After weeks of speculation, it has been confirmed that Abu Dhabi will have its own National History Museum. The Department of Culture and Tourism in Abu Dhabi has revealed plans for the new museum in the Cultural District of Saadiyat Island. The project is to be completed by the end of 2025. “Natural history has a new home here in Abu Dhabi and we will tell the story of our universe through some of the most incredible specimens known to mankind,” stated Mohamed Khalifa Al Mubarak, Chairman of DCT in Abu Dhabi.
Joining its sister institutions, Louvre Abu Dhabi, the upcoming Zayed National Museum and Guggenheim Abu Dhabi, and the coming Abrahamic Family House featuring a mosque, a synagogue, and a church in one space, the Natural History Museum will take visitors through a 13.8 billion year journey in time and space. With a goal to educate young minds, the museum, in partnership with Miral, will provide scientific research and teaching on zoology, paleontology, marine biology, molecular research, and earth sciences. Although a place for history, the museum will also look towards the advancement of technologies and innovation of the future.
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The Natural History Museum Abu Dhabi will also aim to make a name for itself by focusing on the history of life on Earth from an Arabian perspective, a first in the Middle East. Visitors can expect to be immersed with knowledge on local fauna, flora, and the geological history of the region. To be showcased in the museum is the world-renowned “Stan”, an 11.7-meter tall Tyrannosaurus Rex marked as one of the highly studied fossils of the late Cretaceous period predator that has provided more information into the T-rex and its now 67 million-year-old history. The Murchison meteorite will also be displayed as the shower of stones that fell onto Australia in 1969 and revealed more knowledge on the early solar system.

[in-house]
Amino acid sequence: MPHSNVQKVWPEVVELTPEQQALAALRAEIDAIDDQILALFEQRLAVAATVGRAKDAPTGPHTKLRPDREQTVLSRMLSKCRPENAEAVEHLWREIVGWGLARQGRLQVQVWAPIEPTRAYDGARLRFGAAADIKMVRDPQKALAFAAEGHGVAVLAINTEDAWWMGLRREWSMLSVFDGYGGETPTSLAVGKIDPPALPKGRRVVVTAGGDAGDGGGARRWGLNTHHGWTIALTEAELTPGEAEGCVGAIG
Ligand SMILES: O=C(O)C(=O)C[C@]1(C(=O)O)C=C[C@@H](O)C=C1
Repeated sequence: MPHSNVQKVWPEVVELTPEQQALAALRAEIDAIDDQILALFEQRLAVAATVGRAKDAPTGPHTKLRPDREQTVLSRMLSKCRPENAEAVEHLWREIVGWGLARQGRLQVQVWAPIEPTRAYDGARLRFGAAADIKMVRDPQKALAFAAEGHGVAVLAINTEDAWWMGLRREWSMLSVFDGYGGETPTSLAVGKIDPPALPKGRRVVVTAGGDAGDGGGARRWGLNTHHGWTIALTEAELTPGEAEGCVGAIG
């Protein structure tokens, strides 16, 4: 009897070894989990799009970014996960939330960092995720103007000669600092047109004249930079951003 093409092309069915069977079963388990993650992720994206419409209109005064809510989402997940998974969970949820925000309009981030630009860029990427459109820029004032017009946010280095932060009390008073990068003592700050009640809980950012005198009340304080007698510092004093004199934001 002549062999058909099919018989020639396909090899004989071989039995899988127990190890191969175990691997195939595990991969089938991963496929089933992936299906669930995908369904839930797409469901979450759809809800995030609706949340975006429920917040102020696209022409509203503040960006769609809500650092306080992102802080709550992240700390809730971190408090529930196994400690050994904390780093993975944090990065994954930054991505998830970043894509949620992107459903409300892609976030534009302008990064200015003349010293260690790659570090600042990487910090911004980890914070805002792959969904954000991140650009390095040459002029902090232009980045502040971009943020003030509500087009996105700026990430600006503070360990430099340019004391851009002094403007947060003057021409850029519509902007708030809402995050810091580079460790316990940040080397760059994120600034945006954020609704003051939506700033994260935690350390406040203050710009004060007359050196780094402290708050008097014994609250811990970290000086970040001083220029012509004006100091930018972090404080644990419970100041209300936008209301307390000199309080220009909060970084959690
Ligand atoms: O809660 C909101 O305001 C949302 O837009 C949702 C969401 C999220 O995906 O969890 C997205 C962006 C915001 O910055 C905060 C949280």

“These are rare gifts from nature that we are proud to protect and share with the world, to unlock knowledge and discovery and to inspire the next generation of global advocates responsible for our precious planet,” added Al Mubarak. “Natural history has the power to unite us, and we are fulfilling our vision to not only share our experiences and knowledge with the world, but to continue Abu Dhabi’s mission as a place for research, collaboration and rapidly growing creative industries.”
The architectural design of the museum especially stands out and provides insight into the natural world. Designed by architecture firm Mecanoo, the museum is reflective of natural rock formations. “Every element of the design uses geometry as an overriding theme, with pentagonal shapes resembling cellular structures,” reads the statement from DCT Abu Dhabi. “Also playing an important role in the design are water and vegetation, potent symbols of life in the desert.”